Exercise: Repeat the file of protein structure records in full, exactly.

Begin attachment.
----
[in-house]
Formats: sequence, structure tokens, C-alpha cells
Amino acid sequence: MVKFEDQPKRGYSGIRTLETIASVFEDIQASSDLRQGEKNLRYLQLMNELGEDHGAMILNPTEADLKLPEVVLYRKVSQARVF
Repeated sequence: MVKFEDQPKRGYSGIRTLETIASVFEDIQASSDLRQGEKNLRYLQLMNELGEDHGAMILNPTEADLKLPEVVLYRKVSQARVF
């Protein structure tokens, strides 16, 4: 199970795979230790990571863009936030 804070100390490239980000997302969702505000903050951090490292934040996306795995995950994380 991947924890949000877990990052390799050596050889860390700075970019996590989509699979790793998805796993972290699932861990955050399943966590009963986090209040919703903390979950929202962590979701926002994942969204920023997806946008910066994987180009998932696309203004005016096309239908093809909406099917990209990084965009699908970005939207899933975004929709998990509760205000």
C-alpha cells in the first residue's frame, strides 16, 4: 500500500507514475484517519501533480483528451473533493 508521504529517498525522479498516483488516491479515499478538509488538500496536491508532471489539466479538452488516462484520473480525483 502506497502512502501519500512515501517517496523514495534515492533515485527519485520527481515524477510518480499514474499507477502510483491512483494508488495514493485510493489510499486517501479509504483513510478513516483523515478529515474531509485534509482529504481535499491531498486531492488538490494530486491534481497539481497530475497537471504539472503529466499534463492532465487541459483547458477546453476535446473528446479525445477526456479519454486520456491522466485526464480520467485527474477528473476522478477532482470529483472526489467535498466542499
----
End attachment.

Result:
[in-house]
Formats: sequence, structure tokens, C-alpha cells
Amino acid sequence: MVKFEDQPKRGYSGIRTLETIASVFEDIQASSDLRQGEKNLRYLQLMNELGEDHGAMILNPTEADLKLPEVVLYRKVSQARVF
Repeated sequence: MVKFEDQPKRGYSGIRTLETIASVFEDIQASSDLRQGEKNLRYLQLMNELGEDHGAMILNPTEADLKLPEVVLYRKVSQARVF
């Protein structure tokens, strides 16, 4: 199970795979230790990571863009936030 804070100390490239980000997302969702505000903050951090490292934040996306795995995950994380 991947924890949000877990990052390799050596050889860390700075970019996590989509699979790793998805796993972290699932861990955050399943966590009963986090209040919703903390979950929202962590979701926002994942969204920023997806946008910066994987180009998932696309203004005016096309239908093809909406099917990209990084965009699908970005939207899933975004929709998990509760205000």
C-alpha cells in the first residue's frame, strides 16, 4: 500500500507514475484517519501533480483528451473533493 508521504529517498525522479498516483488516491479515499478538509488538500496536491508532471489539466479538452488516462484520473480525483 502506497502512502501519500512515501517517496523514495534515492533515485527519485520527481515524477510518480499514474499507477502510483491512483494508488495514493485510493489510499486517501479509504483513510478513516483523515478529515474531509485534509482529504481535499491531498486531492488538490494530486491534481497539481497530475497537471504539472503529466499534463492532465487541459483547458477546453476535446473528446479525445477526456479519454486520456491522466485526464480520467485527474477528473476522478477532482470529483472526489467535498466542499